It is a mighty nerve- and temperwearing life at sea nearly all the time and with the boat rolling and bucking like a broncho, you can't exercise. You can hardly do any work, but only hold on tight and wipe the salt spray from your eyes. Sometimes I have started to shave and found the salt so thick on face that soap would not lather. my
July 16. Things are the same as before with us. Time passes quickly, with navigating, standing watch, and sleeping when you get a chance. One day or two passes all too quickly. I wish there were more to do in the shape of relaxation when we do get ashore. The people here are cordial enough, according to their lights, but those that we meet are practically all Army and Navy people, who have no abode here themselves and are almost as much strangers as we are; and there is no resident population of that caste that would
ordinarily open its doors to foreign naval officers.
Ireland is a poor country comparatively. tively. A town of 50,000 here shows less in the way of facilities for diversion than the average town of 10,000 in the States.
Don't worry about my privations'which mostly there ain't none.' Such as they are, they are necessary and unavoidable; and, above all, we are fitted for them. You can't well sympathize with a man who is doing the thing he has longed for and trained for all his life. Besides, physical privations are nothing; it is the mental ones that hurt. A soldier in the trenches, with little to eat and nothing but a hole to sleep in, can feel happy all the same particularly if life has something in prospect for him if he lives. But a man out of work at home, sleeping in the park and panhandling for food, is much more to be pitied, though his immediate hardships may be no greater.
The weather over here is very passable at present, but they say it is simply hell off the coast in winter. However, somebody said the war will be over in November. I hope the Kaiser and Hindenburg know it, too!
with me. Why did n't you come back with a long invoice of troubles of your own, as 99 per cent of women would? Evidently you are the one-per-cent woman. I bitterly regretted my whines after having written them, for their very untruth. Alas, how many people think the world is drab-colored and life a failure, and so have done or said something they regret all their lives, when a vegetable pill or a brisk walk would have changed their vision completely! Why is it that people sometimes deliberately hurt those they have loved most in the world? I suppose it is because we are all really children at heart and want some one else to cry too. The other day Smith shamefacedly abstracted from the mail-box a letter to his wife, and tore it up, and I know -oh, I know!
At a husbands' meeting on the ship the other day, we all agreed that the heavy hand was the only way to deal with women; but it seemed on investigation that no one had actually tried it, the reason being apparently a wellgrounded fear that our wives would n't like it.
This war has n't had as much action, variety, and stimulation for us as I would like. Danger there always is, but being little in evidence, you have to prod your nerves to realize it rather than soothe them down. Lately, however, things have changed in a manner which, though involving no more danger, furnishes a somewhat greater mental stimulation, and thence is better for everybody. I regret to say that I am gaining in weight. It was my hope to come back thin and gaunt and interesting-looking. Instead of which, you will likely be mad as a hornet to find me so sleek, while you at home have done all the thinning down. Truth to tell, if you compare our relative peace and war status, you are much more at war than I am.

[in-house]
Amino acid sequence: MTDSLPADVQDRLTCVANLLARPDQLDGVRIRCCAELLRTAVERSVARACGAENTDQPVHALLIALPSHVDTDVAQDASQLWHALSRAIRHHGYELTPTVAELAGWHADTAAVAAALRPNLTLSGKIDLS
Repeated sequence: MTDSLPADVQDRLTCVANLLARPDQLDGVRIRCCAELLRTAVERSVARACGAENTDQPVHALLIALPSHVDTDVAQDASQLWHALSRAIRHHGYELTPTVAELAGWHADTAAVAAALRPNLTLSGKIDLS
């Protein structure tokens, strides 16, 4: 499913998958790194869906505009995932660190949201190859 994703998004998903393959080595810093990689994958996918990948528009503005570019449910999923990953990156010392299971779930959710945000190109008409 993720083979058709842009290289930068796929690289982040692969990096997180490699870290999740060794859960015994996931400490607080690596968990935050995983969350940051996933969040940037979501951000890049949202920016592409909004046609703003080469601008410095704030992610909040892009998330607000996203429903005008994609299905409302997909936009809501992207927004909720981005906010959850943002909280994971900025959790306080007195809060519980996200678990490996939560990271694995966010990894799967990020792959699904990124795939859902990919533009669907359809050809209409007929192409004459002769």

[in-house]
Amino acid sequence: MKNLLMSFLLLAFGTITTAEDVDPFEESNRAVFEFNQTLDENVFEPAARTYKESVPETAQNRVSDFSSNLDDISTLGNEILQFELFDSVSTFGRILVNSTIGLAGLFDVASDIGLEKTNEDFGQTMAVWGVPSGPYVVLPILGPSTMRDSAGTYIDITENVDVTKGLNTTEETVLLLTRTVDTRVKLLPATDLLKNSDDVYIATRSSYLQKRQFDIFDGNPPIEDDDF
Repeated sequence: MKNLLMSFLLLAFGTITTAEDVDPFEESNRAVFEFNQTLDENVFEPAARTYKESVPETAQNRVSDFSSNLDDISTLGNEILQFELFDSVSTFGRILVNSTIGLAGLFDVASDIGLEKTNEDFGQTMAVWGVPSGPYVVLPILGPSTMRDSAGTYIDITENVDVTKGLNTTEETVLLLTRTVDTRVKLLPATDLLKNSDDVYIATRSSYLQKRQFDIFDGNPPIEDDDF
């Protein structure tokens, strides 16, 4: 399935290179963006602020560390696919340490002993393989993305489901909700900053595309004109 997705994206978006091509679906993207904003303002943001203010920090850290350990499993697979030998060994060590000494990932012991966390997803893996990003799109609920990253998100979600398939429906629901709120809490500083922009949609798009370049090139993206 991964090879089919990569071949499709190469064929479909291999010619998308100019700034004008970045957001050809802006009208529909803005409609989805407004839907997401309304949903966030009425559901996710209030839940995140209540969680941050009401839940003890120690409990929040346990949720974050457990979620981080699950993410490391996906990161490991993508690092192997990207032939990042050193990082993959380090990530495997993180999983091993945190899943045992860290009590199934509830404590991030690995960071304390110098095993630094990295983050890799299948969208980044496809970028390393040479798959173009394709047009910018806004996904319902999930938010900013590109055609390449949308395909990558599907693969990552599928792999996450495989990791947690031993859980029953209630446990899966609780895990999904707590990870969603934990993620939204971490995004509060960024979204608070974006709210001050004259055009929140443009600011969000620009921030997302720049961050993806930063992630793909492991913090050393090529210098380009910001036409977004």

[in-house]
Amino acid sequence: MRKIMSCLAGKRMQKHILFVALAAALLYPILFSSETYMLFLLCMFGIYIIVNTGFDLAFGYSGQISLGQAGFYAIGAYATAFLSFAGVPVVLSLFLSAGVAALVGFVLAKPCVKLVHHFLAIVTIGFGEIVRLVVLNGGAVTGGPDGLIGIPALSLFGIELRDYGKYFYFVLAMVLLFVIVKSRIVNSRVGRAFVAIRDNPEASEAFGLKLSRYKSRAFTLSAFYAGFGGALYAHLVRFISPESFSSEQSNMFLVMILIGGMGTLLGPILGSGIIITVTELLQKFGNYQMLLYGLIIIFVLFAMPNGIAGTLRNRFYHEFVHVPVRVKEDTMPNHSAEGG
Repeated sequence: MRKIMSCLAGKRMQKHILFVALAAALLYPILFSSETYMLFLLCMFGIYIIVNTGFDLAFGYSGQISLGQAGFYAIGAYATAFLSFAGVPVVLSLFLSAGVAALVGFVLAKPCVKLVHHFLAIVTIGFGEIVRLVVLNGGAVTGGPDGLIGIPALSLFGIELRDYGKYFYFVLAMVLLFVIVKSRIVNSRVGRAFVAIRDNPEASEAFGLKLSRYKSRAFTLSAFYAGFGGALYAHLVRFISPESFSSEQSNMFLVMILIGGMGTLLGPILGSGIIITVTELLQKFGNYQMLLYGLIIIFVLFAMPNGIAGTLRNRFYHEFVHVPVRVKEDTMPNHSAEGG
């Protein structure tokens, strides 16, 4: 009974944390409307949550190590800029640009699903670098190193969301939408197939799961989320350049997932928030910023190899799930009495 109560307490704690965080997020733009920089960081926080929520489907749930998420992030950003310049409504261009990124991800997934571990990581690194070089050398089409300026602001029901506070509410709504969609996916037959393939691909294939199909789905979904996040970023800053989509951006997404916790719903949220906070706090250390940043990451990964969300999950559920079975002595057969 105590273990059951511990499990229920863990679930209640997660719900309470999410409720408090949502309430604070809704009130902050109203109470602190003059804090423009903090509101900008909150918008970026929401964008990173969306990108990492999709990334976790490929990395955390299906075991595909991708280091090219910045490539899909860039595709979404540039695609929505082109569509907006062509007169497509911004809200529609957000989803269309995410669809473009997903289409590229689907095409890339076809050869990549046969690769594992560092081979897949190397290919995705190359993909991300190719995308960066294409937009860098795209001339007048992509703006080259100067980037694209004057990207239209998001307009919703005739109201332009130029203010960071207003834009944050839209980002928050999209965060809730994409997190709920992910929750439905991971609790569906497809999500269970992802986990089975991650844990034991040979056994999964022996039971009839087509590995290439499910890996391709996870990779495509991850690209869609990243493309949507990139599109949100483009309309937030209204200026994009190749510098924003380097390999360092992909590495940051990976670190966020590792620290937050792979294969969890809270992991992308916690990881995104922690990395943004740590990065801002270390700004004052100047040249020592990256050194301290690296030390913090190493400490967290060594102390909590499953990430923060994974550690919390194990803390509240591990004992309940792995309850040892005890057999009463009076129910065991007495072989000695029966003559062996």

If you find son timid in some things, just remember that I was, too. Lots of things he will change about automatically. At his age I had small love for fire-crackers or explosives of any kind, but in two or three years, and without any prompting, I became really expert in guns and gunpowder. Try to get him to realize that the very highest form of courage is to be afraid to do a thing - and do it!
Once in a while some one of us gets a torpedo fired at him, and only luck or quick seamanship saves him from destruction. Some day the torpedo will hit, and then the Navy Department will 'regret to report.' But the laws of probability and chance cannot lie, and as the total U-boat score against our destroyers so far is zero, you can figure for yourself that they will have to improve somewhat before the Kaiser can hand out many iron crosses at our expense.
We had a new experience the other day when we picked up two boatloads of survivors from the, torpedoed without warning. I will say they were pretty glad to see us when we bore down on them. As we neared, they began to paddle frantically, as though fearful we should be snatched away from them at the last moment. The crew were mostly Arabs and Lascars, and the first mate, a typical comicmagazine Irishman, delivered himself of the following: 'Sure, toward the last, some o' thim haythen gits down on their knees and starts calling on Allah; but I sez, sez I, "Git up afore I swat ye wid the axe-handle, ye benighted haythen; sure if this boat gits saved 't will be the Holy Virgin does it or none at all, at all! Git up," sez I.'
The officers were taken care of in the ward-room—rough unlettered old sailormen, who possessed a certain fineness of character which I believe the